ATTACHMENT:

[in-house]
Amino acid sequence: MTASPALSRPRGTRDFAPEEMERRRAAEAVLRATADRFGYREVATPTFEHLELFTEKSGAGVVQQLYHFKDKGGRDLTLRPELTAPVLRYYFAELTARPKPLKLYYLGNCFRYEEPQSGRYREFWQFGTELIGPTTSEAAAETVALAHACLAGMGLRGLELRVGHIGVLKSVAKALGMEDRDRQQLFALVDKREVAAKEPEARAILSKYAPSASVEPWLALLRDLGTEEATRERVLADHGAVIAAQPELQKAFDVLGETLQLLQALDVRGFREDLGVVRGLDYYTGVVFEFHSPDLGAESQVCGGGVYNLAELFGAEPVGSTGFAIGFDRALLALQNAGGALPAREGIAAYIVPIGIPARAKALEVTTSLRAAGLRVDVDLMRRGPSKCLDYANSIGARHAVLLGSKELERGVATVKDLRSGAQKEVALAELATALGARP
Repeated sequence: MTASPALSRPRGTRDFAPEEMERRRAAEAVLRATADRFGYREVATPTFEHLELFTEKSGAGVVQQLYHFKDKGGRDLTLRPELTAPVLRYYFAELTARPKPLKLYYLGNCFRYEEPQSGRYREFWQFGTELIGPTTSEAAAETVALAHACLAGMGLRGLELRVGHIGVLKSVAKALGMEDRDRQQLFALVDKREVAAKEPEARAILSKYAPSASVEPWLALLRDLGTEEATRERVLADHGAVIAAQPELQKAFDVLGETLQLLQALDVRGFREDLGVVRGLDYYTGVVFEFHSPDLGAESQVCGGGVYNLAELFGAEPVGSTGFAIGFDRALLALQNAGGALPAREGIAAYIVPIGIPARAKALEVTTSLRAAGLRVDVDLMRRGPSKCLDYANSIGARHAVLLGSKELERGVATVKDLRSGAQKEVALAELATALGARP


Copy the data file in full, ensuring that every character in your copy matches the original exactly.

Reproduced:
[in-house]
Amino acid sequence: MTASPALSRPRGTRDFAPEEMERRRAAEAVLRATADRFGYREVATPTFEHLELFTEKSGAGVVQQLYHFKDKGGRDLTLRPELTAPVLRYYFAELTARPKPLKLYYLGNCFRYEEPQSGRYREFWQFGTELIGPTTSEAAAETVALAHACLAGMGLRGLELRVGHIGVLKSVAKALGMEDRDRQQLFALVDKREVAAKEPEARAILSKYAPSASVEPWLALLRDLGTEEATRERVLADHGAVIAAQPELQKAFDVLGETLQLLQALDVRGFREDLGVVRGLDYYTGVVFEFHSPDLGAESQVCGGGVYNLAELFGAEPVGSTGFAIGFDRALLALQNAGGALPAREGIAAYIVPIGIPARAKALEVTTSLRAAGLRVDVDLMRRGPSKCLDYANSIGARHAVLLGSKELERGVATVKDLRSGAQKEVALAELATALGARP
Repeated sequence: MTASPALSRPRGTRDFAPEEMERRRAAEAVLRATADRFGYREVATPTFEHLELFTEKSGAGVVQQLYHFKDKGGRDLTLRPELTAPVLRYYFAELTARPKPLKLYYLGNCFRYEEPQSGRYREFWQFGTELIGPTTSEAAAETVALAHACLAGMGLRGLELRVGHIGVLKSVAKALGMEDRDRQQLFALVDKREVAAKEPEARAILSKYAPSASVEPWLALLRDLGTEEATRERVLADHGAVIAAQPELQKAFDVLGETLQLLQALDVRGFREDLGVVRGLDYYTGVVFEFHSPDLGAESQVCGGGVYNLAELFGAEPVGSTGFAIGFDRALLALQNAGGALPAREGIAAYIVPIGIPARAKALEVTTSLRAAGLRVDVDLMRRGPSKCLDYANSIGARHAVLLGSKELERGVATVKDLRSGAQKEVALAELATALGARP